Supporters of the federal Liberal party are anxiously awaiting the announcement of potential candidates to lead them back into power for the first time since 2006, but one declared candidate is already on the move across the country promoting her policy of creating “one Canada for all Canadians.”
Deborah Coyne, a lawyer, professor and author from Toronto, is one of two federal Liberal leadership candidates who have officially registered for the chance to take on Stephen Harper’s Conservatives or reclaim opposition status from Thomas Mulcair and the New Democratic Party. Read the full story at the Rocky Mountain Outlook.
A popular backcountry skiing area in Kananaskis has been closed indefinitely due to a grizzly bear and her three cubs roaming in the vicinity and potentially denning for the winter.
Last Wednesday (Nov. 21), the Black Prince area in K-Country was closed after Alberta Parks noticed one of its collared grizzlies, bear 94, was in the area with three cubs, looking to set up a den site.
John Paczkowski, park ecologist for Kananaskis Country, confirmed on Tuesday (Nov. 27) the 11-year-old mother is still moving around and the area will remain closed until further notice. Read the full story at the Rocky Mountain Outlook.
A plan to reintroduce caribou, now classified as threatened under the Species at Risk Act, in Banff National Park is still in its early stages, however, key figures behind the project are conducting research in hopes of bringing back this iconic animal that once thrived in the western mountains.
Following an avalanche in 2009 that reportedly wiped out the entire remaining herd of caribou in Banff, a partnership was struck between Parks Canada, the B.C. government and the Calgary Zoo to create a captive breeding program.
All three parties are still committed to the project, but things are moving slowly and depend heavily on what facts are uncovered, said John Wilmshurst, acting resource conservation manager for Jasper National Park. Read the full story at the Rocky Mountain Outlook.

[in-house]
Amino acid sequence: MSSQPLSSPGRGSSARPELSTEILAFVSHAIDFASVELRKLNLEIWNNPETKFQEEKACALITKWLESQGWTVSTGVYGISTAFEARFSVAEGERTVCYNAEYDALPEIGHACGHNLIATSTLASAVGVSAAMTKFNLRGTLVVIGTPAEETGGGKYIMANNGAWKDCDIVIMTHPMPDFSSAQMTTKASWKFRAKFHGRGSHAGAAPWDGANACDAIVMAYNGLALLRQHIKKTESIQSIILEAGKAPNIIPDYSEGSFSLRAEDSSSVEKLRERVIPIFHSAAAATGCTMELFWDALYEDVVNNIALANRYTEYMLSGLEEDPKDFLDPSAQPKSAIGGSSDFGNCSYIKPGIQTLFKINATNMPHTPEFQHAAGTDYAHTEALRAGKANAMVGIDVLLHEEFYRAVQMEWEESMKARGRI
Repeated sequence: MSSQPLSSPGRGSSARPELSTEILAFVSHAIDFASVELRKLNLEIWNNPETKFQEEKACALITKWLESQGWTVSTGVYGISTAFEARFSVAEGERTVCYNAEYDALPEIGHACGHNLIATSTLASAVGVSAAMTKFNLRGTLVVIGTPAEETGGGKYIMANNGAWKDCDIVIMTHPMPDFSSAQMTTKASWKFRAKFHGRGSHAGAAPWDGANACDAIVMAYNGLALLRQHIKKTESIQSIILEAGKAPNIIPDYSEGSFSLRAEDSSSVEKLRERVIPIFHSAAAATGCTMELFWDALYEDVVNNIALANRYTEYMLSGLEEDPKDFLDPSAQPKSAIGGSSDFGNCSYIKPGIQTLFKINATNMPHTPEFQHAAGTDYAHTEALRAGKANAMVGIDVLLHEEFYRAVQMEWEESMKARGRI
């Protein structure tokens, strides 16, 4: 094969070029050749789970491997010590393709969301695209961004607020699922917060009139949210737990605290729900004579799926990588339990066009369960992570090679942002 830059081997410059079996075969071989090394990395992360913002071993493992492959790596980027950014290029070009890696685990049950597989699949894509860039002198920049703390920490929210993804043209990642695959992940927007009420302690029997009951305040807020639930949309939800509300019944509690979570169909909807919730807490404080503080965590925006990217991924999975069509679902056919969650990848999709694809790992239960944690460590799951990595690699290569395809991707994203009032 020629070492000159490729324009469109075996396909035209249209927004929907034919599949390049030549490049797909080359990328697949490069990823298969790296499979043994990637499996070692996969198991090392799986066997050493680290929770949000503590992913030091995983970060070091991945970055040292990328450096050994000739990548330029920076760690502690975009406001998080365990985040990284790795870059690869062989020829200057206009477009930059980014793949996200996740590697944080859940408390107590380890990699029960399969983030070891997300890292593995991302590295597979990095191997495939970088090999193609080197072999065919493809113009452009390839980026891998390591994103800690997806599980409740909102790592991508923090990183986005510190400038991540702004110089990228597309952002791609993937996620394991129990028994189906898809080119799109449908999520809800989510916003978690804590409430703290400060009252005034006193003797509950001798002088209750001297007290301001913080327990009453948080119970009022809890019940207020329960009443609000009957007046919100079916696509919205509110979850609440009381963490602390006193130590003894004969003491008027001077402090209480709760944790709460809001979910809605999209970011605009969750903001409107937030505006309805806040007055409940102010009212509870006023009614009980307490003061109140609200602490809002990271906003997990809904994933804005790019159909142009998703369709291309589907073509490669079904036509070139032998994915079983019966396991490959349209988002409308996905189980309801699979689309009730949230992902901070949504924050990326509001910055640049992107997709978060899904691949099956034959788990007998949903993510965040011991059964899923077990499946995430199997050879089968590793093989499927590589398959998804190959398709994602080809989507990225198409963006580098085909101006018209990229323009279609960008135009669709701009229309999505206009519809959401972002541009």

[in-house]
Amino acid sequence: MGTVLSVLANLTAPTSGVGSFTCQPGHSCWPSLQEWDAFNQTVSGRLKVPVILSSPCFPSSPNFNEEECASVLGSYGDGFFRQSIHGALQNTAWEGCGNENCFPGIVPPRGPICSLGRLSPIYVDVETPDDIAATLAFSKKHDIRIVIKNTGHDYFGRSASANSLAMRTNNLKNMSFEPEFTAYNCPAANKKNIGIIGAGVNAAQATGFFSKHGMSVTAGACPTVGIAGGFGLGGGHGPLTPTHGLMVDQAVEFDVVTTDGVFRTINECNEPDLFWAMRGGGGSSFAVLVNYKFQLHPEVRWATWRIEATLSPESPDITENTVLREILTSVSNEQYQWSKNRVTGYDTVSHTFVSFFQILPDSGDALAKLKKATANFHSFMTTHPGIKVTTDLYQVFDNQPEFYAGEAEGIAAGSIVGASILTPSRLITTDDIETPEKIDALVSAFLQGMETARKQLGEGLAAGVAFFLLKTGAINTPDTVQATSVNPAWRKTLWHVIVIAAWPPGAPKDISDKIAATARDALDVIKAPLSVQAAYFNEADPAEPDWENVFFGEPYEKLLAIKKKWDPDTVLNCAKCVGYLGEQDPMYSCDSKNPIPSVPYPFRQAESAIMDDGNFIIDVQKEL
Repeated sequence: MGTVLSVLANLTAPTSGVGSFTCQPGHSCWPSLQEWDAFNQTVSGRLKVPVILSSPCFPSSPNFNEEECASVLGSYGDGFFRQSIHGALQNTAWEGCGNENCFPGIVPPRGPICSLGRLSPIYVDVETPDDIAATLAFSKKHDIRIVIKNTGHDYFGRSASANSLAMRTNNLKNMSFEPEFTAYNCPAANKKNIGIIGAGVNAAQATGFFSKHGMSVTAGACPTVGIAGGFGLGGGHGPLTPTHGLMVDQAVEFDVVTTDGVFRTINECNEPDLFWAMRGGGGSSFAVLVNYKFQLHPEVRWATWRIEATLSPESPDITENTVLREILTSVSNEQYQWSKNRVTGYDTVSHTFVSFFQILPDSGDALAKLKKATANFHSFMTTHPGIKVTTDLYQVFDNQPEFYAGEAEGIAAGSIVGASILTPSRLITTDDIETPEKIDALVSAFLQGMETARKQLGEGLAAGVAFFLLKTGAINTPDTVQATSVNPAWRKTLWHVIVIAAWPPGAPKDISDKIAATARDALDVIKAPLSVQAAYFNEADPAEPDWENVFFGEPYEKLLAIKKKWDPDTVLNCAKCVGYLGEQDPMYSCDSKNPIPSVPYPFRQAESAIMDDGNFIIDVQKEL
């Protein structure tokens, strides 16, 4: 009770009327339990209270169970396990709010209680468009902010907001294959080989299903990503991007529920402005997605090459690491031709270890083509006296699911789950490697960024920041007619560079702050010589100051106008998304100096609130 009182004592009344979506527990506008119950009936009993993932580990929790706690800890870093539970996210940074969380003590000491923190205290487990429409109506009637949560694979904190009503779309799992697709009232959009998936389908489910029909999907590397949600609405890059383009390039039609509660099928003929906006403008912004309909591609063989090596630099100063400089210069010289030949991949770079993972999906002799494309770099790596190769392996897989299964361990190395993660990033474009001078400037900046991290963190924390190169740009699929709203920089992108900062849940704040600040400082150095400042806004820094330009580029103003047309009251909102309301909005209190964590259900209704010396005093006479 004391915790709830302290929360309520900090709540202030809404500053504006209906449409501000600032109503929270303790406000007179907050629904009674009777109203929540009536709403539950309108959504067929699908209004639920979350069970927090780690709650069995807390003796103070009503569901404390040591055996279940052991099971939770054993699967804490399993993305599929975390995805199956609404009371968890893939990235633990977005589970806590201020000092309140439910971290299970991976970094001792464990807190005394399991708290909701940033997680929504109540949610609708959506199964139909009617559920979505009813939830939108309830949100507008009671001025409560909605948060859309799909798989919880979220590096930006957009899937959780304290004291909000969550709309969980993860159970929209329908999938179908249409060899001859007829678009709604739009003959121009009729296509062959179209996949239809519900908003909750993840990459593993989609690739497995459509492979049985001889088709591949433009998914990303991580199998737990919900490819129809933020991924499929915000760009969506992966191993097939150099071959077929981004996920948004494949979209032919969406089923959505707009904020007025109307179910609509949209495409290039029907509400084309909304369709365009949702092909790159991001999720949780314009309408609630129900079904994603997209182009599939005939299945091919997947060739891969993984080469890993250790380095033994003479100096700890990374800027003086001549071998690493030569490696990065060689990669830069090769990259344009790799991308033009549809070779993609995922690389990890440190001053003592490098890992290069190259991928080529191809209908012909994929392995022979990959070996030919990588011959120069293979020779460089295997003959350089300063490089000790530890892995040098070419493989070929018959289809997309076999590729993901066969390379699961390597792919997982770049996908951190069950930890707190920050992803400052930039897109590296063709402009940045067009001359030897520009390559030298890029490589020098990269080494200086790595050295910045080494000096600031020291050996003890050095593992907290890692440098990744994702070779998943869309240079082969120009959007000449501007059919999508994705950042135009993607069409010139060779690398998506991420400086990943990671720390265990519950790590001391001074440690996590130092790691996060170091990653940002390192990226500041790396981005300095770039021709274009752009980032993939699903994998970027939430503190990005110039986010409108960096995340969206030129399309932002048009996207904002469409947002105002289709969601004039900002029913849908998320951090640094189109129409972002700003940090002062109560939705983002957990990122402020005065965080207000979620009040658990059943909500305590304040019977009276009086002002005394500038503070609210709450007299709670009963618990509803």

Unlike last week’s public meeting where a packed council chamber heard plans that could finally move the town’s largest area of undeveloped land out of receivership, about 30 people were present for council’s approval of a framework agreement on Tuesday (Nov. 20) that outlines the process leading up to an eventual decision in spring.
Three Sisters Mountain Village, which is currently managed by PricewaterhouseCoopers (PwC) through a court-ordered receivership, has accumulated around $115 million in debt, but could be ready for development sometime next year.
The Town’s general manager of municipal infrastructure, Gary Buxton, presented the framework, answered questions from council and stated clearly that the Town is not bound to the contents in the framework and the decision will be made by council following a public process. Read the full story at the Rocky Mountain Outlook.
The Progressive Conservative Party of Alberta is on its way to becoming the longest running provincial government in Canadian history, however, roughly three and a half years from now Alberta may finally see a changing of the guard if the upstart Wildrose Party continues to attract voters.
Defeated by 699 votes in the Banff-Cochrane constituency while still gaining 37 per cent of the popular vote during the spring election, the local Wildrose team is now prepared to work with official opposition status and focus on attracting Albertans fed up with a lack of conservative politics. Read the full story at the Rocky Mountain Outlook.